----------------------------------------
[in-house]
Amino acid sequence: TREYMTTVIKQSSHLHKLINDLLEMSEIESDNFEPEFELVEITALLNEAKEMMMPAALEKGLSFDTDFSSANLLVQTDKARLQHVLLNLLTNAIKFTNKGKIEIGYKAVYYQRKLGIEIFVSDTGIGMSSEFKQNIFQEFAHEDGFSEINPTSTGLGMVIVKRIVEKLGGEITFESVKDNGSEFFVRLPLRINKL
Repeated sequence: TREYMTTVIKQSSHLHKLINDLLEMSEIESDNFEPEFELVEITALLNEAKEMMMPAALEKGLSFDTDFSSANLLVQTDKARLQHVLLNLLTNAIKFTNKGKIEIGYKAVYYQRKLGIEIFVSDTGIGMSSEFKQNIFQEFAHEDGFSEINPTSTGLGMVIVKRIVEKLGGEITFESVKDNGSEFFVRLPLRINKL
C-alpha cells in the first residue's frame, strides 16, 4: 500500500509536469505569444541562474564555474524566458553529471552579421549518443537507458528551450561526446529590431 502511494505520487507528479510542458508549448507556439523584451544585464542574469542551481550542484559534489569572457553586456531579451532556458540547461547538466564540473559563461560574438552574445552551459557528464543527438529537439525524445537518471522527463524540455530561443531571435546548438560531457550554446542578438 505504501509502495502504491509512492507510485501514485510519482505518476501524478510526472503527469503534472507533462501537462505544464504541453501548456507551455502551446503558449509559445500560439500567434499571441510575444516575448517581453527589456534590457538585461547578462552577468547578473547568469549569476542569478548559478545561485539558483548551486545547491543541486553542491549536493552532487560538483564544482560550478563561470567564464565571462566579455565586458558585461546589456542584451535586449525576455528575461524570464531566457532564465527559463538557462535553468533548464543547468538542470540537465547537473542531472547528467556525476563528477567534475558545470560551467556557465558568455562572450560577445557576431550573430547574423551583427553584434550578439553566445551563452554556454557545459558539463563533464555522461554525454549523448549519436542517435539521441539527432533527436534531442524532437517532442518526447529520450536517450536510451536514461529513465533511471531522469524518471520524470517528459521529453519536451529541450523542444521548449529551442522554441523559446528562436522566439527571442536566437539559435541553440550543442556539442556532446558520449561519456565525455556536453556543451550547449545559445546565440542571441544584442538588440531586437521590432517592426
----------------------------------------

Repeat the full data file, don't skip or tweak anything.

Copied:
[in-house]
Amino acid sequence: TREYMTTVIKQSSHLHKLINDLLEMSEIESDNFEPEFELVEITALLNEAKEMMMPAALEKGLSFDTDFSSANLLVQTDKARLQHVLLNLLTNAIKFTNKGKIEIGYKAVYYQRKLGIEIFVSDTGIGMSSEFKQNIFQEFAHEDGFSEINPTSTGLGMVIVKRIVEKLGGEITFESVKDNGSEFFVRLPLRINKL
Repeated sequence: TREYMTTVIKQSSHLHKLINDLLEMSEIESDNFEPEFELVEITALLNEAKEMMMPAALEKGLSFDTDFSSANLLVQTDKARLQHVLLNLLTNAIKFTNKGKIEIGYKAVYYQRKLGIEIFVSDTGIGMSSEFKQNIFQEFAHEDGFSEINPTSTGLGMVIVKRIVEKLGGEITFESVKDNGSEFFVRLPLRINKL
C-alpha cells in the first residue's frame, strides 16, 4: 500500500509536469505569444541562474564555474524566458553529471552579421549518443537507458528551450561526446529590431 502511494505520487507528479510542458508549448507556439523584451544585464542574469542551481550542484559534489569572457553586456531579451532556458540547461547538466564540473559563461560574438552574445552551459557528464543527438529537439525524445537518471522527463524540455530561443531571435546548438560531457550554446542578438 505504501509502495502504491509512492507510485501514485510519482505518476501524478510526472503527469503534472507533462501537462505544464504541453501548456507551455502551446503558449509559445500560439500567434499571441510575444516575448517581453527589456534590457538585461547578462552577468547578473547568469549569476542569478548559478545561485539558483548551486545547491543541486553542491549536493552532487560538483564544482560550478563561470567564464565571462566579455565586458558585461546589456542584451535586449525576455528575461524570464531566457532564465527559463538557462535553468533548464543547468538542470540537465547537473542531472547528467556525476563528477567534475558545470560551467556557465558568455562572450560577445557576431550573430547574423551583427553584434550578439553566445551563452554556454557545459558539463563533464555522461554525454549523448549519436542517435539521441539527432533527436534531442524532437517532442518526447529520450536517450536510451536514461529513465533511471531522469524518471520524470517528459521529453519536451529541450523542444521548449529551442522554441523559446528562436522566439527571442536566437539559435541553440550543442556539442556532446558520449561519456565525455556536453556543451550547449545559445546565440542571441544584442538588440531586437521590432517592426